The history of Islam in Kabul, Afghanistan dates back to the 7th century when the Islamic Prophet Muhammad sent a letter to the ruler of Kabul inviting him to convert to Islam. The letter was ignored, but over time, Islam gradually spread throughout the region, eventually becoming the dominant religion in Afghanistan.
One of the most significant periods in the history of Islam in Kabul was during the rule of the Ghaznavid Empire in the 11th century. Under this empire, Kabul became a center of Islamic learning and scholarship, with many prominent scholars and thinkers studying and teaching in the city. The Ghaznavids also built many important Islamic landmarks in Kabul, including the famous Masjid-i Jami mosque, which was one of the largest mosques in the world at the time.
In the centuries that followed, Kabul continued to be an important center of Islamic culture and scholarship. During the Mughal Empire, which ruled much of modern-day India and Pakistan in the 16th and 17th centuries, Kabul served as a key outpost for the empire’s expansion into Central Asia.
In the 19th century, Kabul became the capital of Afghanistan under the rule of Emir Dost Mohammad Khan. During this time, the city saw the construction of many important Islamic buildings, including the Sherpur Mosque, which was built in the 1870s and features intricate tile work and calligraphy.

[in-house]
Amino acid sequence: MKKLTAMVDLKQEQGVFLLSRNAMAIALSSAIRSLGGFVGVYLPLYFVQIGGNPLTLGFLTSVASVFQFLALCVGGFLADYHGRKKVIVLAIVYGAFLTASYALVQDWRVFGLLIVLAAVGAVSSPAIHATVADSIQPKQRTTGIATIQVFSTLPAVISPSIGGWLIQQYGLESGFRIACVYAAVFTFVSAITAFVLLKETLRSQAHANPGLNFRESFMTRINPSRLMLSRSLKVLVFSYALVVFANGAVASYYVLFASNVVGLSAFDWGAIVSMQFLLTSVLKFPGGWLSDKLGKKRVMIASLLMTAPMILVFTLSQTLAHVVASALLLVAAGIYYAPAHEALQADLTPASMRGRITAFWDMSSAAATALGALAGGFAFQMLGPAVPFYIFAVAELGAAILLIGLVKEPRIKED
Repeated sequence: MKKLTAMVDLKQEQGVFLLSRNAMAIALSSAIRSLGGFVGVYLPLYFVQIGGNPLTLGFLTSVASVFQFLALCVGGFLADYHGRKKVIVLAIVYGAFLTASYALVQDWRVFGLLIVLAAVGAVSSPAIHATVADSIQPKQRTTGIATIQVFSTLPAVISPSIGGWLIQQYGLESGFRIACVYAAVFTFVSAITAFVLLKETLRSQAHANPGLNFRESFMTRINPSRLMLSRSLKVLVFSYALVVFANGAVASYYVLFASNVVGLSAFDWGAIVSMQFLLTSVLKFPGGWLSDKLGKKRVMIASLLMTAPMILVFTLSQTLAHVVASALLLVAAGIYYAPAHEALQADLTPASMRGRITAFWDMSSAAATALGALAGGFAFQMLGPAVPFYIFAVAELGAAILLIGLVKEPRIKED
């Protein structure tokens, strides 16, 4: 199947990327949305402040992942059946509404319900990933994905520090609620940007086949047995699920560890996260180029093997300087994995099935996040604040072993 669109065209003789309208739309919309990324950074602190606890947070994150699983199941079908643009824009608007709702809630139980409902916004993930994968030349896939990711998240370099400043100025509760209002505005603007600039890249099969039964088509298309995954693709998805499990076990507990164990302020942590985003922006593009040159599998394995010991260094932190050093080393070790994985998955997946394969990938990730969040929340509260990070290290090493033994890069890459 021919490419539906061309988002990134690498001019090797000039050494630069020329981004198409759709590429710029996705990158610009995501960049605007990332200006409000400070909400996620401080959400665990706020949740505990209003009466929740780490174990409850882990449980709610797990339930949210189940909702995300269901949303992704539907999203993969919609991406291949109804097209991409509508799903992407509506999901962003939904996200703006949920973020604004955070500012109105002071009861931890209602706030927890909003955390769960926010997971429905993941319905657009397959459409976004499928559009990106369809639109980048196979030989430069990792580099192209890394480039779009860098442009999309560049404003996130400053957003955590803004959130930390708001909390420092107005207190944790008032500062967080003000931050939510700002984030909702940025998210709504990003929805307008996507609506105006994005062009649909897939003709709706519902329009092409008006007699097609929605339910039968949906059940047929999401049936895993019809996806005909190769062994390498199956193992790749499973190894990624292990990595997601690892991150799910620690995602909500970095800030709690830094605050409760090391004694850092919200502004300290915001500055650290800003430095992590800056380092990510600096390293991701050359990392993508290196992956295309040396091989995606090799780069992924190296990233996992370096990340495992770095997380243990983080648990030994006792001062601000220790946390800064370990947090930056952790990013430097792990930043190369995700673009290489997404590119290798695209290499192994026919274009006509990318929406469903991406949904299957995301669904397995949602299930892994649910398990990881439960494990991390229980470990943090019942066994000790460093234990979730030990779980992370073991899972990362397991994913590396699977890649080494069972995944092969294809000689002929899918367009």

In the 20th century, Kabul experienced significant political upheaval, with various groups vying for power and influence. Despite this instability, Islam remained a central aspect of life in Kabul, with many residents continuing to practice their faith and attend mosques and other religious institutions.
In the 1990s, Afghanistan came under the control of the Taliban, an extremist Islamic group that implemented a strict interpretation of Islamic law in the country. This period was marked by widespread human rights abuses and the destruction of many important cultural and religious landmarks in Kabul and throughout Afghanistan.
Today, Islam remains the dominant religion in Kabul, with the majority of the city’s residents practicing Sunni Islam. While the city continues to face challenges and struggles, its rich Islamic history and culture remain an important part of its identity and heritage.